For sustained results, target to do at least 20 sessions of Pilates at a frequency of two to three times a week. Personalised sessions, which last for at least an hour each, are also recommended for patients with back pain.

So, before you take another medication, drop by the Pilates studio near you because a dose of core exercises may just be what your low back needs.

Medical Disclaimer: Always consult your physician if you have an existing pain or a pre-existing medical condition before beginning any exercise. The above information is not intended to diagnose any medical condition or replace your healthcare professional.

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    I have fun in the Back Care class. Who would have thought you could use foam roller, spike ball, exercise bands and even a tennis ball to loosen the lower back? The pain can be intense on the parts of the body where the muscles are tight. As I learn to relax into it, the painful sensation feels good. That is when I think my body gets pampered.  My lower back is stronger also with the exercises in class, and I get to iron out the knots in my body. So therapeutic. I hope classes will continue as long as possible.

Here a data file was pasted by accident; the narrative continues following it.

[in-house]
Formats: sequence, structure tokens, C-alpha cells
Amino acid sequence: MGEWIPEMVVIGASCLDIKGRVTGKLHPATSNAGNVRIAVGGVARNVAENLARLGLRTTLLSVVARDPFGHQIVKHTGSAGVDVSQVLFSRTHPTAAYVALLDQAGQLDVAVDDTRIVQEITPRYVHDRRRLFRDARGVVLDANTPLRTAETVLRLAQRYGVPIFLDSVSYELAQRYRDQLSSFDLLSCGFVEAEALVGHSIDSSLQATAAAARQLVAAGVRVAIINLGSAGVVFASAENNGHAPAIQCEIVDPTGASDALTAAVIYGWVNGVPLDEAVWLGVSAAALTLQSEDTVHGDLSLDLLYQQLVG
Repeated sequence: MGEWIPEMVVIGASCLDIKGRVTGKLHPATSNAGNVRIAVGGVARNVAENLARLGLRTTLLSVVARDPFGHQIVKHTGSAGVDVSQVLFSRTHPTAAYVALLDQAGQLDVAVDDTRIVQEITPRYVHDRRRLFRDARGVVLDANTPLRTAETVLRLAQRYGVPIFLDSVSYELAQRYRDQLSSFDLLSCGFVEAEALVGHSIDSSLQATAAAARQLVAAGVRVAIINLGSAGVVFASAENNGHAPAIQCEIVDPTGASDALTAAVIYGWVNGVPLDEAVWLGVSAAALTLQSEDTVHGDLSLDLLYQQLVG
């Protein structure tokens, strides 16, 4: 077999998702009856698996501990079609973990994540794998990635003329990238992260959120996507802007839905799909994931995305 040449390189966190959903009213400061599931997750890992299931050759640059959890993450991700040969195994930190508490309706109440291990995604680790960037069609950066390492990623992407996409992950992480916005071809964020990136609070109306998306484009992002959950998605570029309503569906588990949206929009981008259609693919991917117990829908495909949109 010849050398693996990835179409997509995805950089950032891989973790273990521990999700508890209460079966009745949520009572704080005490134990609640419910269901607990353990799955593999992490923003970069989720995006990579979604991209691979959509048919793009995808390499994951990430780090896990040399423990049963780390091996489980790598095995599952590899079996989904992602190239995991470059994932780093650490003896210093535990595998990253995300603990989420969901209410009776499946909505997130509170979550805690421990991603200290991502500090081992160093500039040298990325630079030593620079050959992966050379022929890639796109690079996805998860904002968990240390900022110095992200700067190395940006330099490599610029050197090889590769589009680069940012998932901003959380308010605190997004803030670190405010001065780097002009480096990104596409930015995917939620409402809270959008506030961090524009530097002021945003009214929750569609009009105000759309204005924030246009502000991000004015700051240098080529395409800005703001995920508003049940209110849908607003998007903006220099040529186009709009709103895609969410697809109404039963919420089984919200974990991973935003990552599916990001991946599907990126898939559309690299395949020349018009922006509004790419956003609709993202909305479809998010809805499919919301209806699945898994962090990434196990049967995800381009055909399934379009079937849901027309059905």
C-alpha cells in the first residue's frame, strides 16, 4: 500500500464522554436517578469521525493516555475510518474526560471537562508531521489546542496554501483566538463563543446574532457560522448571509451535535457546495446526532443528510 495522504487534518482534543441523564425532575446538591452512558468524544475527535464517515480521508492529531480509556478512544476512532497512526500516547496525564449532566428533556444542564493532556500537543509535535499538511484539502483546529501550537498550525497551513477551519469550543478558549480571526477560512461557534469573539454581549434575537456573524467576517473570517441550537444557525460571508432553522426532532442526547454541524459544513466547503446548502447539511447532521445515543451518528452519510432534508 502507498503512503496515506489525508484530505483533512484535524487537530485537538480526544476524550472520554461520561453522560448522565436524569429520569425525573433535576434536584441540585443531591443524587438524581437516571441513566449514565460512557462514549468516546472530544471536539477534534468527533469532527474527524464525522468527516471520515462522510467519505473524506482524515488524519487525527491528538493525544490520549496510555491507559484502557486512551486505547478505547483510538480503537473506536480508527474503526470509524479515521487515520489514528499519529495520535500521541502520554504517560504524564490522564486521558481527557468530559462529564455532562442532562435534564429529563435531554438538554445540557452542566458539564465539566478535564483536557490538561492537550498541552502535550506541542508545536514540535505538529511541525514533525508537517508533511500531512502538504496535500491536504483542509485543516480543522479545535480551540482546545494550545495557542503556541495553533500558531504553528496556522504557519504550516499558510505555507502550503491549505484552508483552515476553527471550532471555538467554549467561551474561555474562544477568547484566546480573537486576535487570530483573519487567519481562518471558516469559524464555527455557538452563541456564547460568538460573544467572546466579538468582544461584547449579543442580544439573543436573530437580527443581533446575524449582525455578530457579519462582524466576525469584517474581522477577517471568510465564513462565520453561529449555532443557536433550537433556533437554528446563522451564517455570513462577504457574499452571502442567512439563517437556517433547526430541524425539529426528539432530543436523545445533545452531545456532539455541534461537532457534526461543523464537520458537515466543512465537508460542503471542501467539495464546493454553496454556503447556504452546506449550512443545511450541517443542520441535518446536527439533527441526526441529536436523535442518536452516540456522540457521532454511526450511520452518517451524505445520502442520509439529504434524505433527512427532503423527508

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    "One good thing that happened to me in 2017 is attending your Pilates classes. I have chronic lower back pain since early 20s. I am in my 30s now. From a MRI scan a year ago, I found I have ‘lesser fluid’ on two of my lower back discs which might be the cause of my back pain. Sometimes, sitting was just annoying and I’d to take leave from my desk or from what I was doing to lie down. I’d been visiting TCM for quick reliefs when the pain was unbearable. I did some yoga and exercises through the years. They helped but they seemed to bring me other issues like knee discomfort, and a feeling of imbalance on my lower back. It could be I was doing these yoga poses and exercises wrongly. However, in your Pilates classes, the instructions are very detailed and clear on which part of the body I should be working on. Hence, I am able to do the pose with confidence without having to worry I might injure my back further. The lower back feels so soft after each lesson. After so many years of searching for an answer, the solution to my lower back problem is Pilates, where ‘The pelvis is the centre of the body where everything begins’ 🙂 Thank you!"